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Sports Medicine Renaissance - Data and Change Management Strategies

Published on 3/7/2017

The field of sports medicine is in a state of Renaissance. With far-reaching changes similar to that of the clinical world, the sports medicine industry needs to evolve to keep pace. According to HealtheAthlete General Manager Nate Hogan, there are a several ways for that change to be realized. HealtheAthlete, a leading electronic athlete health management system, seeks to explore new opportunities in the field of sports medicine by managing and improving the everyday health for all athletes to ultimately achieve better long-term performance and health outcomes.

There is recognition that athletic trainers are in fact clinical providers, and as a result, have needs that are similar to that of a provider in the traditional hospital and clinic space. Ultimately, both seek to provide the best medical care for their patients for the best health outcomes. Today it is imperative that this recognition spread beyond the Certified Athletic Trainers (ATC) community and their representative associations and into the highest levels of the sporting organizations that they serve as well as the broader health care community.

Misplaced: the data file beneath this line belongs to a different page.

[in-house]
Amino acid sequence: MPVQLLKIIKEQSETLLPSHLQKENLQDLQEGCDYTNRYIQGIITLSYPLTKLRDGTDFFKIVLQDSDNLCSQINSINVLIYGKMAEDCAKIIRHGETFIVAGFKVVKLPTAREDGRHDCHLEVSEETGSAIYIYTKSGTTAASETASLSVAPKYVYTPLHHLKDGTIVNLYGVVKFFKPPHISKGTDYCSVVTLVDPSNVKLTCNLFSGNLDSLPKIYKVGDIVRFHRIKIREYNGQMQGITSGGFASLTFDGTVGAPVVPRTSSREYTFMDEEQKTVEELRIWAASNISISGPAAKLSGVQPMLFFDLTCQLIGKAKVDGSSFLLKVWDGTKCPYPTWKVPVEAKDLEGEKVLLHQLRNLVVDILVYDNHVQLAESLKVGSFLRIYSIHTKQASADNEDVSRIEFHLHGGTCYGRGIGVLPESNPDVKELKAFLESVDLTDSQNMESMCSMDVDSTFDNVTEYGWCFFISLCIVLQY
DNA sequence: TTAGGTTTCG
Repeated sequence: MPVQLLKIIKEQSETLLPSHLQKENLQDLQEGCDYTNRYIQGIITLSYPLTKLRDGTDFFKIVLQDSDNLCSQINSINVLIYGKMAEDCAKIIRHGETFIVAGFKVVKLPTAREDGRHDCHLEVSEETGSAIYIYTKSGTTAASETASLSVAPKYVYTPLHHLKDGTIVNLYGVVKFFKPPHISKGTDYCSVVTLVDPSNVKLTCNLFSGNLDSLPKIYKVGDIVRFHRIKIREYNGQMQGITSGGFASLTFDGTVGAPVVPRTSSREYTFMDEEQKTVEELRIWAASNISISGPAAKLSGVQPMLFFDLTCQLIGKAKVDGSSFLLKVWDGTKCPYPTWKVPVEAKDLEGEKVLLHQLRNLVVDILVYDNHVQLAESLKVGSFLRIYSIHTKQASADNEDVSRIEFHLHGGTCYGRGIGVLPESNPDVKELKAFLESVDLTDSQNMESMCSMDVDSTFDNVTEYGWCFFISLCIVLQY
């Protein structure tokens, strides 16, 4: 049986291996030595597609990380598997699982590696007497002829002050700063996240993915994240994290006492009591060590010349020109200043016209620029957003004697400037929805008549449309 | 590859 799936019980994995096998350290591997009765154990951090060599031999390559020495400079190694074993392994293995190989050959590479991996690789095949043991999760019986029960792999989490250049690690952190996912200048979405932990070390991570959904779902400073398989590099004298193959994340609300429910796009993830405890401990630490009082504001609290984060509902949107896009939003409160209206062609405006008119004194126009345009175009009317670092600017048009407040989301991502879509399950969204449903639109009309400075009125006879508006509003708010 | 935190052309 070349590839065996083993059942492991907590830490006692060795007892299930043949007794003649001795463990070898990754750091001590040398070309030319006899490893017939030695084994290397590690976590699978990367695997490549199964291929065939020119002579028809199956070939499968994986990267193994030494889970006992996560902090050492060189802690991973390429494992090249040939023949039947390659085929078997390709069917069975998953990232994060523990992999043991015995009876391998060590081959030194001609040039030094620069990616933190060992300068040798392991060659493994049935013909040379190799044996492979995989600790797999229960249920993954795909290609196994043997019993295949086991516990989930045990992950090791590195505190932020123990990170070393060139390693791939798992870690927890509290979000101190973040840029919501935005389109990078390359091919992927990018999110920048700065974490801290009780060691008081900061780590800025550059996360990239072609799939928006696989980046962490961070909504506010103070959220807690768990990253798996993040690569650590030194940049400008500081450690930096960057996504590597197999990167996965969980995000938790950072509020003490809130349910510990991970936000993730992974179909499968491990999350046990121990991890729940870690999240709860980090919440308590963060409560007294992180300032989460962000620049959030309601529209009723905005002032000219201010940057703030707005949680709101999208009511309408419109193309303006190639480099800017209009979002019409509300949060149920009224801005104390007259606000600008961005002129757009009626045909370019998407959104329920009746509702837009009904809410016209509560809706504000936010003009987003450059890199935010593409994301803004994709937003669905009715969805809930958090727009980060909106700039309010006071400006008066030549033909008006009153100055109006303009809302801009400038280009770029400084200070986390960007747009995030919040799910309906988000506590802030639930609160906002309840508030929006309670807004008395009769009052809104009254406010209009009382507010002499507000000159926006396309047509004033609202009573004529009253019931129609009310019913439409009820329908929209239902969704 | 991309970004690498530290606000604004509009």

For athletic trainers, the focus for each athlete is to assess and treat them with an individualized plan that allows them to return to play at or above their previous level of performance. But as clinical providers, their mission goes beyond a commitment to returning the athlete to the field, and to ensuring that the athlete receives the best possible standard of care.

A change in data management and accessibility strategies is critical to the success of both the profession and athletes themselves. Access to large amounts of data is only the beginning. Data is meaningless if it doesn't tell a correlated story of health and performance of an athlete over time.

The health care industry is undergoing a transformation. Big data, analytics, and a higher order understanding of how to manage populations and individuals has given us the tools to prevent and predict illness, and helped us realize our true mission — managing and empowering individuals to remain healthy. This paradigm has always been extremely relevant for the sports medicine world, where statistics and the economies of performance place undue pressures on the management of health. Knowing and understanding the granularities of health care management in the sporting world means finding new ways to analyze, predict and prevent.

To read Nate's full blog, visit